When I was at Play NYC 2017, I encountered a game that looked like you built a little RPG town with tiles. I’m a sucker for games that let you build things, and Hero’s Crossing by One Method Monkey is definitely that sort of game. My initial impression of building a town was correct, but what I did not know at the time was that you build a town competitively and go up against other players in a quest to be the best RPG town out there.
Hero’s Crossing is all about those classic video game RPGs of yesteryear, and that’s evident in the artistic choices made by the game. The board tiles and characters are made in pixel-style graphics that increase in fidelity as you encounter more powerful heroes and buildings. However, you won’t be playing as the heroes in this game (although you can get them to join your cause) – you’ll be playing as the town.
The core objective of the game is to attain as many victory points as you can before it’s all over. Victory points are earned through a number of methods including attracting heroes, using certain hero abilities, and owning special tiles. It sounds simple enough, but the logistics of it can be quite dizzying at times. I’ve seen many “sure wins” upset at the last moment by a single tile that awarded just one more victory point over an opponent.
A game of Hero’s Crossing begins with selecting who will go first, usually by rolling one of the several dice provided to each player. Once that’s decided, a tile draft begins. One pile of four Level 1 building tiles per player are randomly arranged and handed out. Each player takes a tile from the pile and passes it to the player on their left until everyone is left with four building tiles to form their initial town along with two plain land tiles. The building rules forbid placing building tiles next to land tiles, and this starting assortment will allow you to get things off of the ground.
Once the initial towns are put together, the first set of visiting heroes and initial land tiles up for bidding are revealed. The zoning die (which determines which direction you are allowed to build) is rolled by the first player, the action card is revealed, and players draft dice. Each player is given four dice of different colors: white, green, red, and blue. The dice colors directly relate to the resources on the board and certain actions can only be completed with certain dice.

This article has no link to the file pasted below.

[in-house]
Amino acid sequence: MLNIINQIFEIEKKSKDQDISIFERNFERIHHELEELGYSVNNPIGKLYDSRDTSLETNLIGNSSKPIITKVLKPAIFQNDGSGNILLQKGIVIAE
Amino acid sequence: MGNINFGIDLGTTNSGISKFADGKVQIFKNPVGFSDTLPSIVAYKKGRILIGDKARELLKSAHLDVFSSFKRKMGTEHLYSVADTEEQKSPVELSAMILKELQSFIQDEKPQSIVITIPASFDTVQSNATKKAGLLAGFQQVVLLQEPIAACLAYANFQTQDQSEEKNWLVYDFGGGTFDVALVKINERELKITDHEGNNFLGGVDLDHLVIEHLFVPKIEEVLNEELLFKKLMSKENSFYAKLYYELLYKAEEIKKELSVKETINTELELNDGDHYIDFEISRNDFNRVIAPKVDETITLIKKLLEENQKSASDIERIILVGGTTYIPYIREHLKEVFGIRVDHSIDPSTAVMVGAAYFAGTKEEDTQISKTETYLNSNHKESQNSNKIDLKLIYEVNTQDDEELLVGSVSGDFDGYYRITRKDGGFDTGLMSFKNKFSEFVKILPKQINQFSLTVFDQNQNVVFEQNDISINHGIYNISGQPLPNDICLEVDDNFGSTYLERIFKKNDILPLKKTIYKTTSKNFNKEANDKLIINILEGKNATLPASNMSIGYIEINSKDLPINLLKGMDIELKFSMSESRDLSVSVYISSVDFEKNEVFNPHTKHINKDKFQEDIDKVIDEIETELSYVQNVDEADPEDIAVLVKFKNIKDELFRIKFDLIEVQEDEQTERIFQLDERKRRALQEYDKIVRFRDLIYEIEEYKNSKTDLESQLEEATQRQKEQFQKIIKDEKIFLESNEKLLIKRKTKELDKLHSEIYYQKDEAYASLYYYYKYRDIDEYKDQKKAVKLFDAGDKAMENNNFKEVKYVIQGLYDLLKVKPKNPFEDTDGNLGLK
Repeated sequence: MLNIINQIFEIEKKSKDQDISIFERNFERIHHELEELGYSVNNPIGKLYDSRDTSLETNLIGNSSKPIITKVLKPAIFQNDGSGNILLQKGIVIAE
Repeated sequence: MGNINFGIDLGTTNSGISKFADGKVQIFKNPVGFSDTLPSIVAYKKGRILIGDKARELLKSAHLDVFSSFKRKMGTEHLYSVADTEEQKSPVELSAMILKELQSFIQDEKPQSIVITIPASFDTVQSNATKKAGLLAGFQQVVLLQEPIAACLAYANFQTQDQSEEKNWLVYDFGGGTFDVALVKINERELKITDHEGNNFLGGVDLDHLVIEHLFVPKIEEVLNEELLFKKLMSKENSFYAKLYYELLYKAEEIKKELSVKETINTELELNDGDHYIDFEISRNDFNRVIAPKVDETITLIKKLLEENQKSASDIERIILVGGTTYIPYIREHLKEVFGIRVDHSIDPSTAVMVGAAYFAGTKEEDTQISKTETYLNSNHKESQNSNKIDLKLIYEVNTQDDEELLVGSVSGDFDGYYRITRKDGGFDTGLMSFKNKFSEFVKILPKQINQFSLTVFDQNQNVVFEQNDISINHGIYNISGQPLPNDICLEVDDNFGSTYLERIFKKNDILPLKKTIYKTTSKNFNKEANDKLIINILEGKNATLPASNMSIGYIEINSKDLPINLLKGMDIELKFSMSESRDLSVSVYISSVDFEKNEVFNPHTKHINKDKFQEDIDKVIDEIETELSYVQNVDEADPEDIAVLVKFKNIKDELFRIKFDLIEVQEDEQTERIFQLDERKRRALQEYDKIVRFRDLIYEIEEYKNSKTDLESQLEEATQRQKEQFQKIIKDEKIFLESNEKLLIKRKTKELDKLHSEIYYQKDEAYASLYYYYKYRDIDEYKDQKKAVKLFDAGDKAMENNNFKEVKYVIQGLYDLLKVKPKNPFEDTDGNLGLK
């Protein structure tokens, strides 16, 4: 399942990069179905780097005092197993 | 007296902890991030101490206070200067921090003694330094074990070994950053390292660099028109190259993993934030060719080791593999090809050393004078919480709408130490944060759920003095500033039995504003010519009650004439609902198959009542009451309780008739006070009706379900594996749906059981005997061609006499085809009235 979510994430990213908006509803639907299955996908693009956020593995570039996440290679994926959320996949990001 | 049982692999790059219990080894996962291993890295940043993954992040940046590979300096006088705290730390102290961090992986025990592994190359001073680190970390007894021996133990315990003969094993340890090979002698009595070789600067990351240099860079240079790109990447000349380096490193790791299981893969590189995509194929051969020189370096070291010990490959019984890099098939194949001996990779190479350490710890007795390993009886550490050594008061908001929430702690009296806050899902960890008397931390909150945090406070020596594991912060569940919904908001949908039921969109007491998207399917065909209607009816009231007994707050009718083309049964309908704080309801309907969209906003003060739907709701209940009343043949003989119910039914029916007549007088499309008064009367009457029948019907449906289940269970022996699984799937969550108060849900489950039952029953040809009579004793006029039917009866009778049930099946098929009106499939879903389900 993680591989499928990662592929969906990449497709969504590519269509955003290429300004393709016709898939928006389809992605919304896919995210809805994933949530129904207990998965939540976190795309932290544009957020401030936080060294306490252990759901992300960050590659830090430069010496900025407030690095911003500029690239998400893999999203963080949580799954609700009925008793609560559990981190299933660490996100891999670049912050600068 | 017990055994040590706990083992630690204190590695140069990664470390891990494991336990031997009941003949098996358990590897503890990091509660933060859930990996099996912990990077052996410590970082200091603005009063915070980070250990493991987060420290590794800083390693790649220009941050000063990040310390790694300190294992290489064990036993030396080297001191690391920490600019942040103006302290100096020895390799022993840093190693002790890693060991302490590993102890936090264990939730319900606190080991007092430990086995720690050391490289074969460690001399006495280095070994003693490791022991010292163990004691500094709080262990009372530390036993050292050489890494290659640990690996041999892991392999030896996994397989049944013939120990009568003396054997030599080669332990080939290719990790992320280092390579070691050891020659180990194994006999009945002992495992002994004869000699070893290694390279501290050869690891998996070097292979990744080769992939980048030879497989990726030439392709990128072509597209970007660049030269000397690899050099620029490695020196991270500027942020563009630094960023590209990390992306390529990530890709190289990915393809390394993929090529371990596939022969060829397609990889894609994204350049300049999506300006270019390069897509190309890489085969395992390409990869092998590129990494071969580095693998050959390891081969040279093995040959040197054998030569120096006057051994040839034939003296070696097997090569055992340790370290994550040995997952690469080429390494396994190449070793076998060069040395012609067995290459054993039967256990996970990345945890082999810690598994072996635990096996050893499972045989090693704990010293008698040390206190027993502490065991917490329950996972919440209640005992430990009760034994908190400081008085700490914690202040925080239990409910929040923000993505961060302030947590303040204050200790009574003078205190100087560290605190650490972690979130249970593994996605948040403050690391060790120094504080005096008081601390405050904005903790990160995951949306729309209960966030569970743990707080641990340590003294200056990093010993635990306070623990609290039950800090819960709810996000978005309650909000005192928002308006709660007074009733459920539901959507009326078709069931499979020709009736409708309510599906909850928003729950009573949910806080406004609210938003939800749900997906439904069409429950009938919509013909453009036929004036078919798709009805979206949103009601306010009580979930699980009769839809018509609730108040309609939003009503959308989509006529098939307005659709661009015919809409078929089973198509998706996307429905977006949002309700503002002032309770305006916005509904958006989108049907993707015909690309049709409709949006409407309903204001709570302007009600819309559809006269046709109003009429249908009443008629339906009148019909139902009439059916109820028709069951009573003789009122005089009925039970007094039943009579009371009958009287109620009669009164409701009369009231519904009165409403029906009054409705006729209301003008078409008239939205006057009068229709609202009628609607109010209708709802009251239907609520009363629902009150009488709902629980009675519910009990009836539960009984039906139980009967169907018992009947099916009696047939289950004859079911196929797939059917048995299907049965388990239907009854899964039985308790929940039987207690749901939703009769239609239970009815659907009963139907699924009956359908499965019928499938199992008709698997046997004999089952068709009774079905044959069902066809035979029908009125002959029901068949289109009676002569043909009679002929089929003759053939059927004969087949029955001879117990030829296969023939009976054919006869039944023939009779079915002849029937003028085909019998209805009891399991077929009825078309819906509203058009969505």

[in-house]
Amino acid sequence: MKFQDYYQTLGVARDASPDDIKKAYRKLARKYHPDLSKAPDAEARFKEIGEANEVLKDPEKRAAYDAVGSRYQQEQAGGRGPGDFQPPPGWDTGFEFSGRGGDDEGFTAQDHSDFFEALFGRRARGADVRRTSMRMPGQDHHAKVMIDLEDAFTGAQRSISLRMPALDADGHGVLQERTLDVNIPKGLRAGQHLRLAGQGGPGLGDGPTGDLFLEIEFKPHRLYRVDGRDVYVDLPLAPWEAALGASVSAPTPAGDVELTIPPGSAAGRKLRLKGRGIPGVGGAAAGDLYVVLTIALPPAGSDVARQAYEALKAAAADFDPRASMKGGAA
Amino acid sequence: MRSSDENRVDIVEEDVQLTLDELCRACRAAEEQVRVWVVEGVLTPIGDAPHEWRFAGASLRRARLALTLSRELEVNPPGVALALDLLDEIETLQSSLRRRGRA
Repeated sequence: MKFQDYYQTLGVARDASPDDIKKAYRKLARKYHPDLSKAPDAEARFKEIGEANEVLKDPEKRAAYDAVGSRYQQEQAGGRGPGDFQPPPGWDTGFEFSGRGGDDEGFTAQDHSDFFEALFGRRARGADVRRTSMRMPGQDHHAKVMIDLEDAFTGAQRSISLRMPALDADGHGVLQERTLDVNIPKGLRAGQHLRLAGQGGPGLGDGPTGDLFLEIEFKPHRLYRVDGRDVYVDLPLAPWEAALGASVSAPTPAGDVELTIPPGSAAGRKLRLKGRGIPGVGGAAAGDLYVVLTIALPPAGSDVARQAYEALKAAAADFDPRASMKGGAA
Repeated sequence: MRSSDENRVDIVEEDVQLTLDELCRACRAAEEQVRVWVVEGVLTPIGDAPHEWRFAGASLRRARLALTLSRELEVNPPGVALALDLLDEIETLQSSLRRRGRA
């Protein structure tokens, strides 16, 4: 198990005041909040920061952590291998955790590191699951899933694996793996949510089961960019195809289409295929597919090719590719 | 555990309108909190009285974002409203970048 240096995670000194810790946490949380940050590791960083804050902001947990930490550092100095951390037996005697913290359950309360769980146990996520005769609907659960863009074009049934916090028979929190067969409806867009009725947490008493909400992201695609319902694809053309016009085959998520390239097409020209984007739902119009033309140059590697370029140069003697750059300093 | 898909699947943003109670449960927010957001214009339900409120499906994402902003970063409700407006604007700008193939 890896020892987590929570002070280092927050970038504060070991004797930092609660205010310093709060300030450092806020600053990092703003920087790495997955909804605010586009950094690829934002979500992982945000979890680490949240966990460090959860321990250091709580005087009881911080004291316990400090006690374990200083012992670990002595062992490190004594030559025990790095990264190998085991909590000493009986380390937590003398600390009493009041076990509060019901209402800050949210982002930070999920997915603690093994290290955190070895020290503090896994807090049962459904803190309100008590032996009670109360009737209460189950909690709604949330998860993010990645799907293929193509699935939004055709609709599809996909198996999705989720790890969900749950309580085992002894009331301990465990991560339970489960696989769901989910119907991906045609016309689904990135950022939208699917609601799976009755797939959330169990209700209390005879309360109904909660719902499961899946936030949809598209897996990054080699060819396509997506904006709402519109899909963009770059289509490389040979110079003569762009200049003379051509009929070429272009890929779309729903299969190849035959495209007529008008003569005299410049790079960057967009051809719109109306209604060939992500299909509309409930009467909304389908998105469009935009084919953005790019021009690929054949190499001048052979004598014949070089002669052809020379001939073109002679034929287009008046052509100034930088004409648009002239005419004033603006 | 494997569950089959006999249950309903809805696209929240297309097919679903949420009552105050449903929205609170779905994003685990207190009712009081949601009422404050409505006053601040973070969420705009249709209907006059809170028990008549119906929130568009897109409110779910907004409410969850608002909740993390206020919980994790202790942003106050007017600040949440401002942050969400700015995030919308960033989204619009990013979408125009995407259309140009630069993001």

One of the more interesting things about the game is the Dual Actions system. The action card has four pairs of actions. A new action card is drawn each round, so what exactly you can do with your dice is a little different with each successive turn. These are the actions players can take:
- Produce: Produce resources at the indicated building. A roll of 4 or higher will produce an extra resource.
- Move: Move resources from a production building to a shop. Resources move at one point per tile and must end at a shop.
- Bid: Bid on a building up for sale to add to your town. The bid is the value of your die.
- Get land: acquire a piece of land from the pile and place it wherever you like as long as it matches the direction indicated by the zoning die.
- Attract: Solicit a hero’s business to one of your shops. If you win the attract bid, you can sell as many of the appropriate resources to a hero as you like.
- Spy: Place a spy on a land tile in an enemy town, blocking their ability to move resources through that tile.
- Expel: Expel a spy from your land. Requires a roll of four or higher.
- Modifiers: Acquire modifiers which can be added to any die roll to increase its value. You get two modifiers for a die on 1-3, and one modifier for a die on 4-6.
As an example, the action card might have “Produce and move” right next to each other. If one were to roll a 4 on their Green die, they could produce two resources at their Level 1 Apothecary and then move resources four total spaces.